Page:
By Sandra Kermode, M.Ed., Family Coach
If you’re a parent, then you know the trauma of setting a limit that just didn’t go over well. You either cave in letting the kids rule the roost or go to the other extreme enforcing the limit and adding a dose of punishment for good measure.
It’s the worst, isn’t it?
Either way, when all is said and done, we feel out of control, guilty and unhappy, wondering how to find the middle ground.
In the final post of this two part series on limits (Read part 1 here), I share questions to ask before setting limits with kids (as well as after) so everyone keeps their cool. I’ve used these questions time and time again to keep me in check before setting a new limit or after I struggled to set a limit that didn’t go as planned. These questions forced me to be honest with myself (tough one), think outside the box and make changes in the way I set limits with kids.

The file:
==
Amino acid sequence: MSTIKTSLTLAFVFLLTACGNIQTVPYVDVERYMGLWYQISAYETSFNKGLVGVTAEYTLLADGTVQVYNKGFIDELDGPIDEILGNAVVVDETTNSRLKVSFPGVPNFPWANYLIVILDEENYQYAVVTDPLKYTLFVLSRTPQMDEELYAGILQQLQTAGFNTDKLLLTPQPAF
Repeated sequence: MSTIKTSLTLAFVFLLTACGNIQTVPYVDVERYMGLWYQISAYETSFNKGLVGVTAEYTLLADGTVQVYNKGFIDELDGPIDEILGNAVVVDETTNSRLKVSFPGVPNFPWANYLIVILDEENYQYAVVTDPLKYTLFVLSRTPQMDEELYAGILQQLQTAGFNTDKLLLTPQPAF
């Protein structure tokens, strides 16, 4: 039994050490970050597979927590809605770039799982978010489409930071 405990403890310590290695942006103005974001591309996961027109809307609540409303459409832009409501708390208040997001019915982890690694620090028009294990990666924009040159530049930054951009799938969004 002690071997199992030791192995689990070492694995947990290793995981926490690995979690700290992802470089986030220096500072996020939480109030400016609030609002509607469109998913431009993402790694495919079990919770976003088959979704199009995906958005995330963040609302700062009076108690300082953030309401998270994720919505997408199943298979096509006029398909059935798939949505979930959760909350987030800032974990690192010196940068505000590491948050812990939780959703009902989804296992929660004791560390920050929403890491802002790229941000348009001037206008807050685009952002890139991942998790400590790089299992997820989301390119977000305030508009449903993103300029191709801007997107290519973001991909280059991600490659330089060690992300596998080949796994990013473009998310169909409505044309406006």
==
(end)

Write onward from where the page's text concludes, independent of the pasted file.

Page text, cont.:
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GAME PLAN TO SETTING LIMITS PART 2
My last post touched on the common negative behaviors that we turn to when limit setting becomes emotional. I also shared an activity to help you think about your personal limits and boundaries and get a better sense of your hot button limits.
Maybe you loved the activity until you reached the final question (think of a new way to set a limit that normally propels you into crisis mode) and then thought, “Yeah Sandra, I know that I need to set the limit in a different way and keep my cool, but how do you do that?” Fair enough. I thought the same thing.
That’s why in this post I share questions to ask before and after setting limits with kids that are going to help you with part 2 of your game plan (figuring out how to set the limit in a way that doesn’t end with you caving in or becoming an authoritarian ruler). This is the part where we find that ever so desired middle ground that leaves everyone feeling good.